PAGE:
– stasi (@stasisphere)

From Kinshasa by Mbongwana Star

Days by Earthly

Earthly - Days

Nightfall consumes a recording studio, plunging everything into a deafening silence. Suddenly, the computers, drum machines, synthesizers, and every kind of assorted hardware and software whirr with life. They play catch with their samples, dance with their rhythms, and sing with their tones. The countless sounds compiled over the years are weaved together into a tapestry of something strangely new and comfortably familiar at the same time . . .

Here’s one for the scatterbrained, experimentally-minded listeners. Days is the newest full-length from North Carolina noise-crafters Earthly, made up of best friends and ex-college roommates Edaan Brook and Brint Hansen. The album title represents the painstaking amount of time surely required to amass and formulate this treasure trove of samples, and the meticulously detailed production style of this visionary duo.

Those eagerly awaiting a fresh release from The Avalanches or The Books can cease holding their breath, because this record is a gem of the collagist method. These artists subscribe to an “all but the kitchen sink” doctrine, utilizing everything from bubbly video game samples, to classic film snippets, to chopped commercial fragments. This grab-bag mixture is surreal at times, uncanny during others, and always melodically catchy.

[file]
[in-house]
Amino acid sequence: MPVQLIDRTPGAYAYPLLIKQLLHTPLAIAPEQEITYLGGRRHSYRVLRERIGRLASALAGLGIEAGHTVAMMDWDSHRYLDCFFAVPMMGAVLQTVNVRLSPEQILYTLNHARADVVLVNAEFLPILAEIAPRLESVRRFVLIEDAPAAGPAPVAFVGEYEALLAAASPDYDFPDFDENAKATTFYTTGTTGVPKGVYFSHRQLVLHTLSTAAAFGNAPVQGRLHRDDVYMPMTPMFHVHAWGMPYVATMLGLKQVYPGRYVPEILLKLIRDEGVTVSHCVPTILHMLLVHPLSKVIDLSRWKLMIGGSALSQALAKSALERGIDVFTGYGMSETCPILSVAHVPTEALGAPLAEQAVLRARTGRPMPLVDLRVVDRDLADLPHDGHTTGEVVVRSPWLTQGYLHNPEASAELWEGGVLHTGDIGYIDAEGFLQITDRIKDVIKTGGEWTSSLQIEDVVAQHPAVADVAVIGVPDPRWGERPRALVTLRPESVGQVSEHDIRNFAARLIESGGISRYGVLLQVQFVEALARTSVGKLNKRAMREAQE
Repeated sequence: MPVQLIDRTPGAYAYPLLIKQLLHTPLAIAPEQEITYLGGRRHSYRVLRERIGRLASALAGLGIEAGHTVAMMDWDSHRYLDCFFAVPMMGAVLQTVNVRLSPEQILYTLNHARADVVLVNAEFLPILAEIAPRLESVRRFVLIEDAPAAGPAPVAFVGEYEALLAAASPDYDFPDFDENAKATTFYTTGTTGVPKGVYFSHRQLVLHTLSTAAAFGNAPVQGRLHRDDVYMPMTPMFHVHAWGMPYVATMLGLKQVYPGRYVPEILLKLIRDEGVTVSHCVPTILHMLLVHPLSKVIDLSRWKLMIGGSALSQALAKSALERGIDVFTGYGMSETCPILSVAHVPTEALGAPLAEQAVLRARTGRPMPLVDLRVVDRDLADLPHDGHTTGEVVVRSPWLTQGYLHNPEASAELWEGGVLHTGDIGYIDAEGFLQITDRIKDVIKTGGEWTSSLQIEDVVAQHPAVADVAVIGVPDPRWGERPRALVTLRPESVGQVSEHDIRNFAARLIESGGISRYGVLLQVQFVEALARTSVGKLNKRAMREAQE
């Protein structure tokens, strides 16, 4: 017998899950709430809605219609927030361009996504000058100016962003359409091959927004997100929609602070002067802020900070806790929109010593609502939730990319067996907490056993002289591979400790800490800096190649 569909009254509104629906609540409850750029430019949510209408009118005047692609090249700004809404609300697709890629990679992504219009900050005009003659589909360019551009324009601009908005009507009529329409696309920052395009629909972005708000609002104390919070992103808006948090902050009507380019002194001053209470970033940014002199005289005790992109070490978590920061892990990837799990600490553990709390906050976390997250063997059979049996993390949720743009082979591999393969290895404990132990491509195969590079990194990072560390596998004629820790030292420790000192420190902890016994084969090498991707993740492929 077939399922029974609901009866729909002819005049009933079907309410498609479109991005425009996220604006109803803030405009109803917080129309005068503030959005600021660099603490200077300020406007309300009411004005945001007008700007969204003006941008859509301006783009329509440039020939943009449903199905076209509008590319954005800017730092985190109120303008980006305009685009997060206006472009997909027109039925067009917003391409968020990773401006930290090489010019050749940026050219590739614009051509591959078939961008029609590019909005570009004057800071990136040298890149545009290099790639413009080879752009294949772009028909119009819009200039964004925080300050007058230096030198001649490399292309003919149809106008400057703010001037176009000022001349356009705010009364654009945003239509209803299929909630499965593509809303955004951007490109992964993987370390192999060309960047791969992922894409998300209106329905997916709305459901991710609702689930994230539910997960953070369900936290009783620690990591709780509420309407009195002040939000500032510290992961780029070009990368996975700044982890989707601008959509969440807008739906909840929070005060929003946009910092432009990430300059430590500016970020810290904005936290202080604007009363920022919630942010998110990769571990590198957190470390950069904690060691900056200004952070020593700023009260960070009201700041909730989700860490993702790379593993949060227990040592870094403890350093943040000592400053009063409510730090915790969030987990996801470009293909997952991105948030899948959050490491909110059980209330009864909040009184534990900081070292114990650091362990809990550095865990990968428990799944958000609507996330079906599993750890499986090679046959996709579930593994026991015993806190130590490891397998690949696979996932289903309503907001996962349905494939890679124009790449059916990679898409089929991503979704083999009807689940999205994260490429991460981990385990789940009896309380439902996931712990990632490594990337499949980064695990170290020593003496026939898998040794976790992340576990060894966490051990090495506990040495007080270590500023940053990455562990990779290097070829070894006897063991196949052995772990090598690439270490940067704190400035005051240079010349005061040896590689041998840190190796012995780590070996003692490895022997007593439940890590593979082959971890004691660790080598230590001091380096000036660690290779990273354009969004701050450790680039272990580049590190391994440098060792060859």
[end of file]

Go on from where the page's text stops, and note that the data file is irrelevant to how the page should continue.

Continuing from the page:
Nailing down the encompassing genre(s) of this record is a fruitless task, because this pair revel in finding new ways to surprise and thrill the listener with sporadic structures. Nothing is off-limits, including dance floor-primed grooves, ambient soundscapes, and exploratory “noise pop.” It all sounds incredible, but you’ll exit just as baffled as when you entered. If you’re seeking experimental, collagist music, this album is for you.

– stasi (@stasisphere)

Days by Earthly

Coming Home by Leon Bridges

Leon Bridges - Coming Home

You spin in a circle, hands clasped in the grip of your loved one. You both count down from three and fall back onto the grassy cushion. You roll to the bottom of the hill, where everyone from your town are gathered and celebrating lord knows what. Lights on strings are strewn through the trees, and laughter fills the warm air. A band is setting up on a nearby stage. Someone inquires with “you heard a’ these cats?” and you haven’t. You sit and listen . . .